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Refining Your Artistic Identity: Part 1
Honing Your Voice
Web3 is a vast Metaverse, with artists of all shapes and sizes carving out their niche. And the journey to refine one's artistic vision can often feel overwhelming. Below, I offer tools I used earlier this year and found them both enlightening and transformative.
Deep Diving into Your Portfolio
There are many frameworks and approaches to take a critical look at artwork, but one common method is called formal analysis. This involves breaking down the visual elements of the artwork, such as line, shape, color, texture, and composition, and analyzing how they work together to create meaning and impact.
Additionally, you could consider the cultural, historical, and social contexts in which the artwork was created and how it fits into larger conversations within the art world.
Another approach is to seek feedback and critique from others, including peers, mentors, and potential collectors, and use that feedback to refine and improve your work.
Ultimately, the goal is to develop a deeper understanding of your own artistic vision, strengths, and weaknesses, and use that understanding to create meaningful and impactful artwork going forward.
Identify Your Perspective
Standing out requires a distinct voice. This voice, or unique perspective, is an artist's individual way of interpreting the world, influenced by personal experiences, beliefs, and emotions. It's what sets each artist apart. This perspective can manifest in various ways:
Subject Matter: Some artists focus on themes or subjects that are not commonly addressed in their medium. For example, an artist may choose to explore social issues, cultural heritage, or personal experiences that aren't commonly depicted in their art form.
Style: The artist may have a particular style that sets them apart, such as a unique way of using color, texture, form, or technique. This can range from innovative methods in traditional mediums, like painting or sculpture, to unique uses of digital mediums, collage, or mixed media.
Interpretation: An artist's unique perspective often shines through in their interpretation of common subjects or themes. Two artists could create a work based on the same subject, but their pieces may look completely different based on their individual interpretations. We see this manifest in the Crypto Art Friday challenge.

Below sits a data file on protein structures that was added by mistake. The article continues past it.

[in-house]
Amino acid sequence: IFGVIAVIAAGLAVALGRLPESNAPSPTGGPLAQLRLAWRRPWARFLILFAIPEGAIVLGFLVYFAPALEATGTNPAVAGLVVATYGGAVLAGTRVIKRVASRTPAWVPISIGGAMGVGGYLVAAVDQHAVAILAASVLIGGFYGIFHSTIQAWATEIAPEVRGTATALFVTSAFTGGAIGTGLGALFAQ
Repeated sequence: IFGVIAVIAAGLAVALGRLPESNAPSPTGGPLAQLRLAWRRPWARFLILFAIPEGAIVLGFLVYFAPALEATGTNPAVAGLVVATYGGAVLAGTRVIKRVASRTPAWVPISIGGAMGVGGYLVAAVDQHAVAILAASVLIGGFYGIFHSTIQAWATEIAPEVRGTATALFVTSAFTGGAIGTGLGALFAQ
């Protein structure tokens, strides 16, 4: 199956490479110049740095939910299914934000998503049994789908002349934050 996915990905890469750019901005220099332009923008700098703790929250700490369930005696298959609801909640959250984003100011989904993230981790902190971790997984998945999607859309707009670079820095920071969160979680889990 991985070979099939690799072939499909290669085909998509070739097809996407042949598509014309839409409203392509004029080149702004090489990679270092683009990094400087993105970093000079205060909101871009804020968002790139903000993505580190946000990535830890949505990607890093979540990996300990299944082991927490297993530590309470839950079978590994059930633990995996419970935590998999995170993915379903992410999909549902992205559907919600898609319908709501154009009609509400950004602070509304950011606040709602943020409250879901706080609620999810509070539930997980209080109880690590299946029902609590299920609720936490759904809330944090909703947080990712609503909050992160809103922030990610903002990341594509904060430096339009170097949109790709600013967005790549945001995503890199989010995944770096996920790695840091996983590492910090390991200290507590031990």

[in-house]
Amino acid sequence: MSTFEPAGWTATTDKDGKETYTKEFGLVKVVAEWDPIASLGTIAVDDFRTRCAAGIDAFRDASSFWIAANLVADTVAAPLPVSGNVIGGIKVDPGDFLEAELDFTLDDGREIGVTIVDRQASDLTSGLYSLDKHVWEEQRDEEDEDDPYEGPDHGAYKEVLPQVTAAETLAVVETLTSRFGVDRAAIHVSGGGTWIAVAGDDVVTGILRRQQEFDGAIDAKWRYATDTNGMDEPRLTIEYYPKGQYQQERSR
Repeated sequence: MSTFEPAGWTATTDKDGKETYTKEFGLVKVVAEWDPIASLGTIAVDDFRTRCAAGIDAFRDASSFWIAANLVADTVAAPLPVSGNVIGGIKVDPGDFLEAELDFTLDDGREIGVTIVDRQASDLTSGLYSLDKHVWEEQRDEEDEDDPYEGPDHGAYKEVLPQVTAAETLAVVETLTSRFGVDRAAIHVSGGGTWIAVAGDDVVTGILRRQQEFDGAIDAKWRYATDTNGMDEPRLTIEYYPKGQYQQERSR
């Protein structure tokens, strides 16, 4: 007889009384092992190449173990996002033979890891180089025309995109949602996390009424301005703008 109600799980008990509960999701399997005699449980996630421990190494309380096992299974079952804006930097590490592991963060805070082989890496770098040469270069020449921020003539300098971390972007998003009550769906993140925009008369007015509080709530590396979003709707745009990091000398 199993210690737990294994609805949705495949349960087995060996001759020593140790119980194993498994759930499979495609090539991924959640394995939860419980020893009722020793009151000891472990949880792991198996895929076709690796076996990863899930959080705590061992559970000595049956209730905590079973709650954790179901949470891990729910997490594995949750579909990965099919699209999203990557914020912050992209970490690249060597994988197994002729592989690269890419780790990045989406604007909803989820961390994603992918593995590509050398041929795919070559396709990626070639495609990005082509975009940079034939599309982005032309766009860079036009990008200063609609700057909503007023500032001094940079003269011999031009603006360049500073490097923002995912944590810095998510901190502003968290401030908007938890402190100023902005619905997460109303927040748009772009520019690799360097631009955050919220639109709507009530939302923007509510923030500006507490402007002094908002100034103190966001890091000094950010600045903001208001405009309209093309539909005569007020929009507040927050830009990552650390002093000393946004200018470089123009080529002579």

Conceptual Approach: Some artists may have a unique perspective in the way they conceive of and approach their work. This might involve challenging traditional notions of what art is, or exploring innovative formats or presentations.
Narrative or Message: An artist's unique perspective can be seen in the narrative or message they express in their work. This might involve telling stories that are overlooked in mainstream culture, or expressing viewpoints that challenge dominant ideologies.
It's essential to remember that having a unique perspective isn't about being contrarian. It's about authenticity and staying true to one's experiences and vision. For example, I tend to show up and play with the conceptual approach most but I do consider each of the areas above in my practice.
Artistic growth often comes from pushing boundaries. Experimenting with new techniques, mediums, or even blending traditional and modern methods can lead to unexpected and groundbreaking results. It's about stepping out of the comfort zone and embracing the unknown, allowing for innovation to take the lead.
Art, while often a solitary endeavor, can flourish in collaboration. Partnering with other artists introduces fresh styles, techniques, and perspectives. These joint ventures, marked by open communication and mutual feedback, can lead to creations that are greater than the sum of their parts.
Be Aware of Trends
The art world is ever-evolving. New platforms emerge, techniques advance, and themes shift. By participating in social media, group chats, Discords, Telegram rooms, attending meetups, and participating in conventions, artists can stay at the forefront of this dynamic space, ensuring their work remains relevant and fresh.
The path to refining your artistic vision is a blend of introspection, innovation, and continuous learning. By embracing this journey with an open mind and heart, artists can ensure their work not only stands out but also resonates deeply with their audience.
The Missed Masters: The Cultural Tutor shared 14 paintings by famous artists you probably haven’t see yet. And the first one was a skull painting by van Gogh. Very enjoyable thread that also made me think about all the great art I miss because I’m just not aware of it.
Memento Mori: Artist, Yorgis Kordonis, shared a delicate-looking two-faced gold ring from the late 17th century. There’s a cherubic face on one side and a skull on another (sensing a 💀 theme to here).
A Short History of Money: I shared a somewhat snarky post about how money has been part of the human experience 2x longer than The Bible has been around. The comments suggested a couple of books on the subject and I added them to my to-read list. Thought I’d also share them with you: Debt, A Short History of Money by David Graeber and the open source Shelling Out: The Origins of Money by Nick Szabo.
I hope I added value to your day. ☀️
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